By Student Caring Guest Blogger – H. Davis


It should come to no surprise to hear that children are born with certain biological capacities for learning and have a biological understanding of space, motion, and numbers. These raw capacities of human understanding are primarily due to the environment surrounding a newborn. In other words, a child’s surrounding provides information and structure to their upbringing – the same way parents do when they get an infant’s attention.


The brain is typically described as being “like a muscle,” which means in order for it to grow stronger, it needs to be exercised. This analogy can also be used in the day-to-day activities a child experiences. This means that in order for a child to improve their learning ability, they must first learn through trial and error. That’s where movement comes into play since it allows them to connect concepts to action.


So, how does physical exercise make your brain work better?


The Benefits of Exercise on the Brain: Believe it or not, exercising on a daily basis can help increase memory and thinking – both directly and indirectly — among children. In fact, the benefits of exercising can boost mental fitness, banish stress, and allow children’s minds to develop in a timely manner; exercising helps the body reduce insulin resistance, inflammation, and increase the release of growth factors – a naturally occurring substance capable of stimulating growth within the cellular part of the brain according to Wikipedia.


Exercising can also improve a child’s mood and help them sleep better at night, reducing the amount of anxiety and tension experienced in the learning environment– problems caused by cognitive impairment.


Throughout the years, there have been many studies done that have suggested that the parts of the brain that control cognitive thinking have greater volume in children who exercise versus children who don’t. The best part is for children who actively participate in physical education (P.E.) or extracurricular activity, have an increase in the volume of brain regions.


Start the Day With Movements: You can help children develop essential behavior traits by using movement in various learning contexts is a dynamic way to keep students motivated in the classroom and enhance classroom management. With that in mind, incorporating exercise and movement throughout the course of the day makes children less fidgety and more focused on learning. In return, this will help improve student’s behavior and reduce the challenges teachers face with classroom management.


Physical activity is an essential component when it comes to helping children maintain a healthy body and brain. In fact, a recent study found that walking 30 to 40 minutes a day, three times a week, can help a student’s brain structures regrow the cognitive links that might decline into their adulthood. A steady exercise regime benefits a growing child well into their future: regular cardio will lower their risk of heart disease further on down the line.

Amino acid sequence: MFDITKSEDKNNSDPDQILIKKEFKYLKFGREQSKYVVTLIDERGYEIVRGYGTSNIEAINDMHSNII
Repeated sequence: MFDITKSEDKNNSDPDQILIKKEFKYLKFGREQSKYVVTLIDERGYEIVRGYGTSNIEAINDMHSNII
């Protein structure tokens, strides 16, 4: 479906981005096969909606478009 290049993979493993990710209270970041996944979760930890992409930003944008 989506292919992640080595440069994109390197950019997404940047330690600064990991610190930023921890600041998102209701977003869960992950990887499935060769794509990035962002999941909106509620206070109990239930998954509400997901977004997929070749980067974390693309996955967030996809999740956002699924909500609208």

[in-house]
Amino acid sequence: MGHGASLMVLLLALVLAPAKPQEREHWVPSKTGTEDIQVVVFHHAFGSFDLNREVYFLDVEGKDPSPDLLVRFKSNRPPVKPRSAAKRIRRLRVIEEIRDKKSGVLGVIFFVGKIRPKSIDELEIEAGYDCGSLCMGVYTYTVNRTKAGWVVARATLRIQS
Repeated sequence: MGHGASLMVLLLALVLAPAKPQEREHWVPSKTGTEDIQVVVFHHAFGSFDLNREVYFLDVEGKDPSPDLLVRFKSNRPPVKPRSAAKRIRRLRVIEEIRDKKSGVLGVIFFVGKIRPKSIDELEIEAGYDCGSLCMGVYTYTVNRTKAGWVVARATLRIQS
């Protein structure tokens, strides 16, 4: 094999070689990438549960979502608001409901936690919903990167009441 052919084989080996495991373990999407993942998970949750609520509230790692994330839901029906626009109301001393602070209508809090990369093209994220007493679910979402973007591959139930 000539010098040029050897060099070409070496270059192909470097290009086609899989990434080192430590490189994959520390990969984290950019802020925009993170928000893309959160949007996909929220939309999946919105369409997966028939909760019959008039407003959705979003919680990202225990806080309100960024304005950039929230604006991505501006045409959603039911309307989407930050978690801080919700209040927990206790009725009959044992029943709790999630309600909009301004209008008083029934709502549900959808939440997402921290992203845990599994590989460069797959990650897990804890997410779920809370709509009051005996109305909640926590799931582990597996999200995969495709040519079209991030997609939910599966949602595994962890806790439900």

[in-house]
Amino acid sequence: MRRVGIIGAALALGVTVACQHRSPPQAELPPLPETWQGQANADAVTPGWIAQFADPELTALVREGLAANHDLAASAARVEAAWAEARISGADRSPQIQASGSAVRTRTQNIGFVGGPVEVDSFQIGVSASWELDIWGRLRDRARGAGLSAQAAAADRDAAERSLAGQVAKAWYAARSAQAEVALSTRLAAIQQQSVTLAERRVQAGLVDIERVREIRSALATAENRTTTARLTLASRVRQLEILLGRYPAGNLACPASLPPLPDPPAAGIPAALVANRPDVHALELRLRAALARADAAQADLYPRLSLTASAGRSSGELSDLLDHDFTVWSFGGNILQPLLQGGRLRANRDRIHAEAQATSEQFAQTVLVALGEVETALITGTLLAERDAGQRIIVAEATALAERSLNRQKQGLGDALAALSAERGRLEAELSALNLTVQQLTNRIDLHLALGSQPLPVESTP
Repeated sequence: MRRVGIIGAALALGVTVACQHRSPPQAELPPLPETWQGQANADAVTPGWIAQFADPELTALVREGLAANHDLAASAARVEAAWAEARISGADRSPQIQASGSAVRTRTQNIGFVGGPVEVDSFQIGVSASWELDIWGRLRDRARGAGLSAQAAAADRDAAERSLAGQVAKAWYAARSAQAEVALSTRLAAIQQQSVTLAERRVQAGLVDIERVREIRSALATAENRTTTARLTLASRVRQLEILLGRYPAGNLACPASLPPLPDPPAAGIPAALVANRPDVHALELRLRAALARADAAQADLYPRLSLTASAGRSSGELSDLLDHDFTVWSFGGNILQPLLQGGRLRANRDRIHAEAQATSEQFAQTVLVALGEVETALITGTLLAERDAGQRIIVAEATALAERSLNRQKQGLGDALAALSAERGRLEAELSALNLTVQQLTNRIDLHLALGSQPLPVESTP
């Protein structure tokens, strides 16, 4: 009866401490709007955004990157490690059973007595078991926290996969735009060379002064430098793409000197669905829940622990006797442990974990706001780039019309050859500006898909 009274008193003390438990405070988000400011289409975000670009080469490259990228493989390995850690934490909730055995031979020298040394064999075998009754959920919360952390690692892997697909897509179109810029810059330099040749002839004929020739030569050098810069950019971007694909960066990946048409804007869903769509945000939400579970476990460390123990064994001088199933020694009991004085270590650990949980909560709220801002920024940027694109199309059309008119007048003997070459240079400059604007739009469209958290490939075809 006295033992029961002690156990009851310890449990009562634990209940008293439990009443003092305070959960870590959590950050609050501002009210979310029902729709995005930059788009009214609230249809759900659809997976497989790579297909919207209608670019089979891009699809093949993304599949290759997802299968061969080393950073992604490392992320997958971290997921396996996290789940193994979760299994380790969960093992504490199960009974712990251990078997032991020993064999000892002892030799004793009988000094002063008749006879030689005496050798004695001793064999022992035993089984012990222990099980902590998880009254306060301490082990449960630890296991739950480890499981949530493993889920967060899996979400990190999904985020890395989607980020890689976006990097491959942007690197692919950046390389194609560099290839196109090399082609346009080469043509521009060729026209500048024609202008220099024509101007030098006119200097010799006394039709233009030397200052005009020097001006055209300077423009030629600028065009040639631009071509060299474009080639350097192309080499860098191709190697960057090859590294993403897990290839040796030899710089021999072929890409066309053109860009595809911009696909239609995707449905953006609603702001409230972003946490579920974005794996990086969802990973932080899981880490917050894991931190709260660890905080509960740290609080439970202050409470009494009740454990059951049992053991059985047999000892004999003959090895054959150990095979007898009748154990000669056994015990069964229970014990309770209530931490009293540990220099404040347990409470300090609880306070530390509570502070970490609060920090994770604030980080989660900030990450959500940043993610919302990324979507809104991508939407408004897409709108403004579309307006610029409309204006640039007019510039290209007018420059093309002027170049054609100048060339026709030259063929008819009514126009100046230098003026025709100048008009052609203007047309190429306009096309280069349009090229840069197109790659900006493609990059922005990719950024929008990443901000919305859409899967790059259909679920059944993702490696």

The effect was similar to stopping the brain’s aging clock anywhere from one to two years. In the long run, physical activity before, during, and after school is a great way to keep their body, heart, and brain focused on the learning task at hand. After all, by teachers incorporating movement into their lesson plan, they’re also supporting student learning in a variety of ways beneficial to the child.


How do you know if your curriculum is actually working? According to Concordia University, teachers should ask their students what they thought about the lesson plan, and reflect on what could have been done differently. Be open to your student’s feedback – especially if they’re providing you with better ways to help improve the relationship between cognitive development and exercising.


In the end, in order to be a great teacher and improve early childhood development through physical activity, you must first become the student – willing to absorb the information given to you by students.


Additional Suggestions to Help Improve the Minds of Young Learners: Some of the best things teachers can do for their students are the simplest. When you keep students busy, you keep their energy levels up and provide their brains with the tools needed for high performance. Teachers, for instance, who insist that students remain seated throughout the duration of their class are not promoting optimal conditions for learning.


Educators and teachers alike should do their best to purposefully integrate movement into their day-to-day curriculum — not just hands-on activity in the classroom, but also daily stretches that challenges them mentally, and physically. So the next time you think of ways to integrate brain-compatible learning into your classroom, think of both the mind and body.


To increase the theater and role-playing aspect into the classroom, for example, teachers can get their class used to daily and/or weekly role-playing games. Students can act out a key moment within a play of their choice, or switch roles with their teacher and educate the class about a certain policy, rule, or topic.



H. Davis is a writer who is passionate about K-12 education and loves exploring various ways to make learning a fun experience for everyone. If you can’t catch him online, you might be able to spot him out and about reading up on world news. Follow him on Twitter at @Davis241. Thanks!